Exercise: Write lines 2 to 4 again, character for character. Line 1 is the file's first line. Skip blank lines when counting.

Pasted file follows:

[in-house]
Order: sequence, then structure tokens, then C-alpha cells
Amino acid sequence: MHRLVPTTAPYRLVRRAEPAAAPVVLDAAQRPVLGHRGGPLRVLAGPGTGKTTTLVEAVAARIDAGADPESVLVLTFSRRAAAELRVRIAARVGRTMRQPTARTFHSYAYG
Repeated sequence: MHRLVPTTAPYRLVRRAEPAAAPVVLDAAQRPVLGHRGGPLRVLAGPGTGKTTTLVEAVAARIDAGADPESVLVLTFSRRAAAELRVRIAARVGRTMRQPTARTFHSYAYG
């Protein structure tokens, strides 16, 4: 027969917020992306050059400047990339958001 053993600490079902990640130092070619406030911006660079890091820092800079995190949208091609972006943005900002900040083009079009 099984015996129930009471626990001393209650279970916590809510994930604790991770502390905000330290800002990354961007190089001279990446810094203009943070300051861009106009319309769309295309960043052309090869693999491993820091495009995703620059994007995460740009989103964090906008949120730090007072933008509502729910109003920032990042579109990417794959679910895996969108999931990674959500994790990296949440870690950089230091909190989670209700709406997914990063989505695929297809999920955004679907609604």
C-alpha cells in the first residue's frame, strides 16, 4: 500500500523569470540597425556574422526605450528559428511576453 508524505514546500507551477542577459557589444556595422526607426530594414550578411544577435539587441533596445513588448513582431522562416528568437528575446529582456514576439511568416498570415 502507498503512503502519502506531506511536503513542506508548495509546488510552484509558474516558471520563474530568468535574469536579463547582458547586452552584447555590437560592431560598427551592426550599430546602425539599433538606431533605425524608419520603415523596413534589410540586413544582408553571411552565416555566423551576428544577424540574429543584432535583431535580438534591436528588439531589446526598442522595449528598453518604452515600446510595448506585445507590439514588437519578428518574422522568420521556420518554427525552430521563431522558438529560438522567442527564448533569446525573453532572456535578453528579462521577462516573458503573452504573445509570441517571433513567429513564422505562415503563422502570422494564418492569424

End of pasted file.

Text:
Order: sequence, then structure tokens, then C-alpha cells
Amino acid sequence: MHRLVPTTAPYRLVRRAEPAAAPVVLDAAQRPVLGHRGGPLRVLAGPGTGKTTTLVEAVAARIDAGADPESVLVLTFSRRAAAELRVRIAARVGRTMRQPTARTFHSYAYG
Repeated sequence: MHRLVPTTAPYRLVRRAEPAAAPVVLDAAQRPVLGHRGGPLRVLAGPGTGKTTTLVEAVAARIDAGADPESVLVLTFSRRAAAELRVRIAARVGRTMRQPTARTFHSYAYG